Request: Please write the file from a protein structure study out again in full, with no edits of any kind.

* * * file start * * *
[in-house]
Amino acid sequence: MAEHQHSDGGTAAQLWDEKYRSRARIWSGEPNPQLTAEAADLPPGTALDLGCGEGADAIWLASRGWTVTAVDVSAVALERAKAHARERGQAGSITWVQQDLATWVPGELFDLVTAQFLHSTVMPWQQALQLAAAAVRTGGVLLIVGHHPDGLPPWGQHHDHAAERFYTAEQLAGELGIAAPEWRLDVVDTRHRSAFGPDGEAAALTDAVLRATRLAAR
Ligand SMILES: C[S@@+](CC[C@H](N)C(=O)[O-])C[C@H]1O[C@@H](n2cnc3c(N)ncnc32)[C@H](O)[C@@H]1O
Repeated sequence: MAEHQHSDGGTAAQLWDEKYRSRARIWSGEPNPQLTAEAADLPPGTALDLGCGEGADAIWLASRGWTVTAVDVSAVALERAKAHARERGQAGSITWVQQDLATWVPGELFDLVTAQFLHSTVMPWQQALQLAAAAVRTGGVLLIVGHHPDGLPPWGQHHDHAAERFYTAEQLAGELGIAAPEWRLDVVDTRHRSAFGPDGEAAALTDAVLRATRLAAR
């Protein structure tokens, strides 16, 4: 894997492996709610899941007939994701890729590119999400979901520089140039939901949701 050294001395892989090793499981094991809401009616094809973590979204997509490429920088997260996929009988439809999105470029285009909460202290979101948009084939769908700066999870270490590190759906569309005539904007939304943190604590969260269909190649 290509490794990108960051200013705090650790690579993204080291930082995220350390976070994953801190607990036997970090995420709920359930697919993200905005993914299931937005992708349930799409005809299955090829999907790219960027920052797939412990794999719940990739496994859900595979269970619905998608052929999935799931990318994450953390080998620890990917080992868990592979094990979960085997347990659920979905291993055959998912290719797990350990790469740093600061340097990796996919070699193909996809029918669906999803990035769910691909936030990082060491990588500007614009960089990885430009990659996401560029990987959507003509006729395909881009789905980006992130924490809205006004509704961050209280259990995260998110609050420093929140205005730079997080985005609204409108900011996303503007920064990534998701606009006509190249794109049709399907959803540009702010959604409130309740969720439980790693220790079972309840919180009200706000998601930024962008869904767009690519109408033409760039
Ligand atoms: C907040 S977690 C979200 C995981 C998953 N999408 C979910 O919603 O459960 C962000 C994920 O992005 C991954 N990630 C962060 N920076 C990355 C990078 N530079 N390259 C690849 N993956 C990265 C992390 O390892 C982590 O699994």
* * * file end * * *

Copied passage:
[in-house]
Amino acid sequence: MAEHQHSDGGTAAQLWDEKYRSRARIWSGEPNPQLTAEAADLPPGTALDLGCGEGADAIWLASRGWTVTAVDVSAVALERAKAHARERGQAGSITWVQQDLATWVPGELFDLVTAQFLHSTVMPWQQALQLAAAAVRTGGVLLIVGHHPDGLPPWGQHHDHAAERFYTAEQLAGELGIAAPEWRLDVVDTRHRSAFGPDGEAAALTDAVLRATRLAAR
Ligand SMILES: C[S@@+](CC[C@H](N)C(=O)[O-])C[C@H]1O[C@@H](n2cnc3c(N)ncnc32)[C@H](O)[C@@H]1O
Repeated sequence: MAEHQHSDGGTAAQLWDEKYRSRARIWSGEPNPQLTAEAADLPPGTALDLGCGEGADAIWLASRGWTVTAVDVSAVALERAKAHARERGQAGSITWVQQDLATWVPGELFDLVTAQFLHSTVMPWQQALQLAAAAVRTGGVLLIVGHHPDGLPPWGQHHDHAAERFYTAEQLAGELGIAAPEWRLDVVDTRHRSAFGPDGEAAALTDAVLRATRLAAR
């Protein structure tokens, strides 16, 4: 894997492996709610899941007939994701890729590119999400979901520089140039939901949701 050294001395892989090793499981094991809401009616094809973590979204997509490429920088997260996929009988439809999105470029285009909460202290979101948009084939769908700066999870270490590190759906569309005539904007939304943190604590969260269909190649 290509490794990108960051200013705090650790690579993204080291930082995220350390976070994953801190607990036997970090995420709920359930697919993200905005993914299931937005992708349930799409005809299955090829999907790219960027920052797939412990794999719940990739496994859900595979269970619905998608052929999935799931990318994450953390080998620890990917080992868990592979094990979960085997347990659920979905291993055959998912290719797990350990790469740093600061340097990796996919070699193909996809029918669906999803990035769910691909936030990082060491990588500007614009960089990885430009990659996401560029990987959507003509006729395909881009789905980006992130924490809205006004509704961050209280259990995260998110609050420093929140205005730079997080985005609204409108900011996303503007920064990534998701606009006509190249794109049709399907959803540009702010959604409130309740969720439980790693220790079972309840919180009200706000998601930024962008869904767009690519109408033409760039
Ligand atoms: C907040 S977690 C979200 C995981 C998953 N999408 C979910 O919603 O459960 C962000 C994920 O992005 C991954 N990630 C962060 N920076 C990355 C990078 N530079 N390259 C690849 N993956 C990265 C992390 O390892 C982590 O699994």